OxonConfusedDotCom Tue 09-Dec-14 21:36:54

Not looking for MCS type school. Unlike his dsis, he's not particularly academic.

ZeroSomeGameThingy Tue 09-Dec-14 21:53:32

I heard "non-sporty" OP - but was hoping for chess or the spelling bee or something.

I'm sure your DS is perfectly lovely but you're not quite selling him as an unmissable candidate for a becoming-choosier school. Which is why I didn't ask if you'd considered MCS or Abingdon.

(It's true that the big name prep that I know best doesn't send anyone there - but that's because the pupils go on to boarding schools.)

When you visited did you gain the impression that it would be the ideal school for him? Or ...

OxonConfusedDotCom Tue 09-Dec-14 22:11:12

Sorry to disappoint!! Well, not at all actually.. Am tearing my hair out with him and have been frank as would like meaningful advice. But no, he's not a bad kid. Not going to give any identifying info except to say he is not even a spelling bee king...

summerends Tue 09-Dec-14 22:37:49

Not unreasonably you want a school that can inspire him. Independent schools who can be choosy more and more appear to want their prospective pupils to be all singing all dancing, enthusiastic, self organised etc etc. It must make the schools' job a lot easier. I don't really know Cokethorpe but an honest discussion with the head might be useful and give you an idea of his chances and what they would do for him. Leckford Place also gets some enthusiastic reviews so might be worth visiting.

ZeroSomeGameThingy Tue 09-Dec-14 23:40:30

It must make the schools' job a lot easier.

Why has this never occurred to me before? How horribly true.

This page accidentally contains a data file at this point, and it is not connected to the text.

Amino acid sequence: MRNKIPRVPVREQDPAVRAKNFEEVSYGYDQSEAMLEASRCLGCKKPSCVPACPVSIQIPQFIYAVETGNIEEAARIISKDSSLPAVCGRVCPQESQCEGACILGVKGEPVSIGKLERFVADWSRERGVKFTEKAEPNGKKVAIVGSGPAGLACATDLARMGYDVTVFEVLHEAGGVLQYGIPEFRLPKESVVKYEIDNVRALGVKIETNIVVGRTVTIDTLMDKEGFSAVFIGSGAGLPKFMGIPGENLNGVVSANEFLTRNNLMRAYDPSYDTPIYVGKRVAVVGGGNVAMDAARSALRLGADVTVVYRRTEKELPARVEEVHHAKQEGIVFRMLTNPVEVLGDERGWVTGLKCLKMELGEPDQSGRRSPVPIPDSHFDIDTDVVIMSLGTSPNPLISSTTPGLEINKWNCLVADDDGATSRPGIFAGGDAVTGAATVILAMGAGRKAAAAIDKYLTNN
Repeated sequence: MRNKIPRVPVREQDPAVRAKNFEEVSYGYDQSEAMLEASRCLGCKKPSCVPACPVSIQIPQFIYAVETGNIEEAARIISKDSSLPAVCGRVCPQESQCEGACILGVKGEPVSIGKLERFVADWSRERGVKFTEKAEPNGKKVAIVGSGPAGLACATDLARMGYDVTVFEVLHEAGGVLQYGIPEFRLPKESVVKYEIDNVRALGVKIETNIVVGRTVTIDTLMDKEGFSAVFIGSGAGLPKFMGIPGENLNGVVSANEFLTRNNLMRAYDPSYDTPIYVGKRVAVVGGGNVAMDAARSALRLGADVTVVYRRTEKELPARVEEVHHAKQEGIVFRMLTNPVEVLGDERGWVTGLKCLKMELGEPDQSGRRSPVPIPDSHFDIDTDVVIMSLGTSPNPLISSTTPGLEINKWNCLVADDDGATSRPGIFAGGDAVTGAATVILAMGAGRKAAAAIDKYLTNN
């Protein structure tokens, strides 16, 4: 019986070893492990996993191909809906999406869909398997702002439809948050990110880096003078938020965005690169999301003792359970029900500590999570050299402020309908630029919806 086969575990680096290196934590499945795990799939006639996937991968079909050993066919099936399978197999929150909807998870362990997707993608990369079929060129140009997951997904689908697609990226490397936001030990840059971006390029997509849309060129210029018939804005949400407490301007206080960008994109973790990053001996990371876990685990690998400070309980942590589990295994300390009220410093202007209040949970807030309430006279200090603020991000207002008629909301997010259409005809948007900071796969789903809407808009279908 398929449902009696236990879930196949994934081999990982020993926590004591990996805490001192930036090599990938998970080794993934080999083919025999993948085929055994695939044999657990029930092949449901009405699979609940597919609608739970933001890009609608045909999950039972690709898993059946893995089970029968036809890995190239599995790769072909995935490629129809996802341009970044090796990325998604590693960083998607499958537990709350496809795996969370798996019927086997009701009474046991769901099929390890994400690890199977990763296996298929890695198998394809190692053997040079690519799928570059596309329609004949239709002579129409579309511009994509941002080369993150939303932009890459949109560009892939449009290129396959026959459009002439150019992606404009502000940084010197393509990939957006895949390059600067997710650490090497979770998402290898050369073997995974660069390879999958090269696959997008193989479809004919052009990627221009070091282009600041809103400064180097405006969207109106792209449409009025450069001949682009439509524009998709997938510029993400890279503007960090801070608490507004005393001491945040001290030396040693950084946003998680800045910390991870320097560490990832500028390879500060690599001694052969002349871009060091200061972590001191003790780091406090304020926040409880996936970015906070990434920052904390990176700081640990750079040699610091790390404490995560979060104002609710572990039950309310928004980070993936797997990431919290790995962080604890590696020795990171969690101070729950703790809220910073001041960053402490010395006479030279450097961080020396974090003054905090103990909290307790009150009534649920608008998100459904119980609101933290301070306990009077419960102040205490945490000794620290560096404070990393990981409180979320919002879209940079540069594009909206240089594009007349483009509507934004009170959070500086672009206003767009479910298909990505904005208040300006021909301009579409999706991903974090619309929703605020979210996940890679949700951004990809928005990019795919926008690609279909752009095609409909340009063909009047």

But I guess the arms race is inevitable. It used to be that a school took a child and "made" a man or woman. But if the school next door is only taking Olympic athletes with A'Level maths before they arrive - and you're competing with that school for fees and the longest entry in Tatler and the biggest crowd at the overseas school fair ...

GrannyGoggles Wed 10-Dec-14 06:32:35

If he is in an excellent school and reluctant to move, maybe your best bet is to work with the school he is at. Sweeping generalisation I know, but Y9 pupils are often contra suggestive, on the cussed side, apparently disaffected. Perhaps if you back off a bit he might surprise you - but you might have to wait until he's a bit older and more mature.

And I'm sure you don't, but please, please do not compare him to his academic sister.

GoldfishSpy Wed 10-Dec-14 06:42:28

I agree with GrannyGoggles; if he is happy where he is, I would work with his Tutor at his current school. As other posters have suggested upthread, there is a reason why independent schools get the best results - they select motivated academic students. In my experience (of 16 years working in both Independent and State sectors), it is the attitude of the student far more than the status of the school that determine outcome.
State schools have a lot more experience at working with less motivated students. In the Independent sector, if they took him, they would have less idea what to do with him!

skylark2 Wed 10-Dec-14 08:02:07

I guess the question is: is he happy where he is because they're letting him coast?

DB was like that. My parents got in a load of prospectuses from boarding schools which would most definitely have not let him coast and told him it was his choice - work harder where he was or be sent somewhere else. He started working harder.

OxonConfusedDotCom Wed 10-Dec-14 10:07:35

Granny & Goldfish- you may well be right. Though i do think state schools with much larger class sizes and their need to deal with a wide range of ability can fail to spot, let alone push, the coasters. That's my big fear- that he could do well with the right encouragement/support/opportunities. What makes you say state schools can be better with the less motivated? Genuinely interested as not my impression.

Sklylark, yes i think he likes the school because they let him coast- in one core subject from 3rd set to 7th! He wants an easy life. I want him not to fail.